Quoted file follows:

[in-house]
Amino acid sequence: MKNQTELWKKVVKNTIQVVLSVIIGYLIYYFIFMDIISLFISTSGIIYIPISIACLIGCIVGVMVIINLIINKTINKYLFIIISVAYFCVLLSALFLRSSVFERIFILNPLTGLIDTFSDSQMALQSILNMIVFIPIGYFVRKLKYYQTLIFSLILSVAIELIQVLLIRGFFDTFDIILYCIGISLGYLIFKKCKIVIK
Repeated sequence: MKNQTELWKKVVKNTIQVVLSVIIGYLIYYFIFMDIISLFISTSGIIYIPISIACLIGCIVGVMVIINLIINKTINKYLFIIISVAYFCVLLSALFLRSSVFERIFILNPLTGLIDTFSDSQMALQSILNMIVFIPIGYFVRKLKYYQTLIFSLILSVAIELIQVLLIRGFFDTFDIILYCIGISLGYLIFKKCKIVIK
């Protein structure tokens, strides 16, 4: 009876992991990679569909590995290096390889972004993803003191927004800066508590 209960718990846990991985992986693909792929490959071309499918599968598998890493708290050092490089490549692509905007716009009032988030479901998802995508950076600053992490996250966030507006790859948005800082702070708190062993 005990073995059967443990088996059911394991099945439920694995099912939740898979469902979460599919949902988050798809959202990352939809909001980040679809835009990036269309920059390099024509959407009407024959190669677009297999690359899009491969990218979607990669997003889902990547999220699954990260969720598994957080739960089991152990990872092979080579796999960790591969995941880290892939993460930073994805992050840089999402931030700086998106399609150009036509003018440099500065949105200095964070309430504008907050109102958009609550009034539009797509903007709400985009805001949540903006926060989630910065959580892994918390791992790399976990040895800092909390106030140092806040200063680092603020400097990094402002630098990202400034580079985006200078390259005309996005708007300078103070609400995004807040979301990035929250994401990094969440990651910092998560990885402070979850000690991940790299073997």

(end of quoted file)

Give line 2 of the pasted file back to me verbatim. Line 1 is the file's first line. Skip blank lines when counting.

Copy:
Amino acid sequence: MKNQTELWKKVVKNTIQVVLSVIIGYLIYYFIFMDIISLFISTSGIIYIPISIACLIGCIVGVMVIINLIINKTINKYLFIIISVAYFCVLLSALFLRSSVFERIFILNPLTGLIDTFSDSQMALQSILNMIVFIPIGYFVRKLKYYQTLIFSLILSVAIELIQVLLIRGFFDTFDIILYCIGISLGYLIFKKCKIVIK